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Dresden starts up, with some opposition ADVERTISEMENT

Dresden starts up, with some opposition

DRESDEN--After a six-year pause, the electric power station in Dresden has started to produce electricity again, capping a controversial three-year bid for regulatory permission to convert the 80-year-old coal-powered plant to run on natural gas or biomass.
Attorneys for Greenidge Generation LLC announced the successful restart in a March 31 letter to Ontario County Judge William F. Kocher, who since January has been considering a motion for an injunction to block the repowering.
The restart -- long planned for this spring -- may sidetrack relatively recent calls to analyze a potential environmental threat posed by the plant. According to several affidavits filed in January, the plant's daily discharge of millions of gallons of hot water may spur outbreaks of toxic algae.
The aged station had been mothballed in 2011 and was briefly slated to be sold for scrap before Atlas Holdings of Greenwich, Connecticut, Greenidge's parent company, bought it in 2014.
Since then Greenidge has invested more than $10 million preparing to restart one of the plant's four units. It is expected to generate up to 107 megawatts of power, running intermittently as a supplier of power during periods of peak demand. The company recently completed a 4.6-mile natural gas pipeline to the station to supply it with fuel.
The project has enjoyed consistent political support from federal, state and local officials in Yates County, who have cited benefits that include new jobs, tax revenues and spin-off economic benefits. The Cuomo Administration awarded it a $2 million state grant.
Meanwhile, opponents have argued that fossil fuel projects like Greenidge undermine Gov. Andrew Cuomo's clean energy initiatives, including his call for a 40 percent cut in the state's greenhouse gases by the year 2030.
Judge Kocher has been weighing arguments from the Sierra Club and others that the state Department of Environmental Conservation took shortcuts in allowing the project to proceed. The DEC waived a full environmental impact statement, and it still hasn't approved updated water withdrawal or discharge permits.
At a hearing in Penn Yan Jan. 24, attorneys for the plaintiffs asked Kocher to issue a temporary injunction to bar a restart, pending a full environmental impact statement. They pointed to the recent affidavits, which assert that massive hot water discharges from the station are likely to encourage further toxic algal blooms in Seneca Lake.
Attorneys for Greenidge and the DEC urged the judge to reject the affidavits because they were not filed on time. Kocher assured both sides that he understood the urgency of the case and would rule promptly.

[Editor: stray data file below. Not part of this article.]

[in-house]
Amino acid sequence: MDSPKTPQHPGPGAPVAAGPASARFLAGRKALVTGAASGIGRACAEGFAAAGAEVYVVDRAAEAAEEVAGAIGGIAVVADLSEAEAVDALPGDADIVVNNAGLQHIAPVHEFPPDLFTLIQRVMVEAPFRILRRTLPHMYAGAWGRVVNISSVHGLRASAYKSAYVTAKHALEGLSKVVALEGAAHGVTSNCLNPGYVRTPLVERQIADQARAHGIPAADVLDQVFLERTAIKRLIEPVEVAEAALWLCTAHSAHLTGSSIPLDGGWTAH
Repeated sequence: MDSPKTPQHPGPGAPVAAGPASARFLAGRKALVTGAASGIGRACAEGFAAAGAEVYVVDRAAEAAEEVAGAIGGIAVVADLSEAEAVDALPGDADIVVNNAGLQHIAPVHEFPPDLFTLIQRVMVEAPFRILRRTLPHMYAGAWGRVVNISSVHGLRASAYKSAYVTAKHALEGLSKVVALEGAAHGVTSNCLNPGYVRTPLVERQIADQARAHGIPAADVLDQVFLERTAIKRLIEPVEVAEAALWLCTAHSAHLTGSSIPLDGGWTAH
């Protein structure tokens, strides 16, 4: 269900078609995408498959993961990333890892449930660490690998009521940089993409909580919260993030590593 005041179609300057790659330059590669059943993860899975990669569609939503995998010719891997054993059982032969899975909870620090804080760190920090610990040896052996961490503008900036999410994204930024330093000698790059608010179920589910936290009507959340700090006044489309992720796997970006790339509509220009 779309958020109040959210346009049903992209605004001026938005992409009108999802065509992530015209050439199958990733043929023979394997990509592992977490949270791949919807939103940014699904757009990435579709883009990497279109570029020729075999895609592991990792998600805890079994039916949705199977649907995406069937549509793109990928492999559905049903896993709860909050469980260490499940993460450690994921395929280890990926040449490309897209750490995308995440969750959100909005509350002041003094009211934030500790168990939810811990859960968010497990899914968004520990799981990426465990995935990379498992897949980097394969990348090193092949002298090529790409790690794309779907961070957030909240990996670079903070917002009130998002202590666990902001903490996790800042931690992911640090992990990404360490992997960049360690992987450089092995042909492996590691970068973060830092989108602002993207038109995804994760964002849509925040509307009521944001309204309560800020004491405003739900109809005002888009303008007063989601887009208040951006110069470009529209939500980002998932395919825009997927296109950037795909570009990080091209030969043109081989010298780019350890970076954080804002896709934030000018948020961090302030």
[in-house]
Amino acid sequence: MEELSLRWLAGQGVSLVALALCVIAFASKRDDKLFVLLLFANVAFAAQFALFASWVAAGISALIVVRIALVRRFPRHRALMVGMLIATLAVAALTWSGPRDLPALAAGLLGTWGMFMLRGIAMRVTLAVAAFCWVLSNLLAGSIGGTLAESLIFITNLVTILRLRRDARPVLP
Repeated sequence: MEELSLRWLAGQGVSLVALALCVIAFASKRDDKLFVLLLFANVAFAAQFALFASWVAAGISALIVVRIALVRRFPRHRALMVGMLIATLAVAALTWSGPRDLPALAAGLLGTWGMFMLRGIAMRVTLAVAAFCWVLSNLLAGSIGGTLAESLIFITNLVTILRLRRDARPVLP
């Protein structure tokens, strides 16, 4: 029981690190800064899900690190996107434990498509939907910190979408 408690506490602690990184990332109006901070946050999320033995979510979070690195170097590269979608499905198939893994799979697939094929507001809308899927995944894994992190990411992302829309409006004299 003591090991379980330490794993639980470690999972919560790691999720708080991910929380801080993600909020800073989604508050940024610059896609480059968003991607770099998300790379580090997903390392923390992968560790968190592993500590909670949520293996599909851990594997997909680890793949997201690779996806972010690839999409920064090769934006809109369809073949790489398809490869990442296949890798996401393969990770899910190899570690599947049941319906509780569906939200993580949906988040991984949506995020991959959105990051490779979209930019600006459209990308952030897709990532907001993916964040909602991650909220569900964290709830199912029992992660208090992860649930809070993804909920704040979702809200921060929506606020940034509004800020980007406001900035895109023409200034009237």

After more than nine weeks without a ruling, Greenidge attorney Yvonne Hennessey wrote the judge to explain that the restart had just occurred. That fact, she said, "effectively moots" the Sierra Club's call for the injunction.
But attorneys for the plaintiffs rejected Hennessey's conclusion. In a letter to Judge Kocher dated April 3, Rachel Treichler wrote that the restart did not make the motion for an injunction moot. She argued that the harms plaintiffs seek to address are incremental each day the plant operates. "The vast bulk of harms have yet to occur," Treichler wrote.
Hennessey said she also informed the DEC about repowering the plant.
Although the DEC is well aware of the growing threat of toxic algal blooms in the Finger Lakes, the agency's lawyers joined Hennessey in seeking to suppress the affidavits linking the toxic blooms to the plant's hot water discharges.
Breathing or touching toxic algae can trigger nausea, vomiting, skin irritations and breathing difficulties. Long-term exposure has been linked to liver and colorectal cancer.
According to a DEC analysis, harmful algal blooms, or HABs, nearly tripled in New York State between 2012 and 2016, and outbreaks with "high toxins" quadrupled. Last August, an outbreak occurred at Perry Point, just south of the Keuka Outlet, where Greenidge discharges its hot water.
According to peer-reviewed scientific studies, toxic blooms are more frequent in fresh water as nutrient levels and temperatures rise. Water running into the lake from the Keuka Outlet contains a relatively high nutrient load.
Adding warm water to the mix near Dresden could "result in increased HABs outbreaks in that area," according to a Jan. 14 affidavit from biochemist Gregory Boyer of Syracuse, a toxic algal specialist.
That concerns Linda Downs, who lives on the shore of Seneca Lake about one mile north of the Keuka Outlet. She and her husband use lake water for showering, washing dishes and brushing teeth.
According to an affidavit Downs filed in the case, the DEC has proposed allowing Greenidge to discharge "up to 190 million gallons per day of condenser cooling water from the plant's 'once-through' cooling system with a maximum water temperature of 108F in summer and 86F in winter."
The DEC's standard since 2011 for coolant water discharges is "closed-cycle," where hot water is recycled before being discharged. "Once-through" systems are cheaper, but far more damaging environmentally.
Requiring Greenidge to adhere to the modern standard could cut water withdrawals by 93-98 percent and proportionately cut hot-water discharges.
Greenidge filed an application with the DEC for an updated water discharge permit in August 2015, but the agency hasn't issued a ruling yet. Neither has it committed to an amount that it will allow the company to withdraw from the lake.

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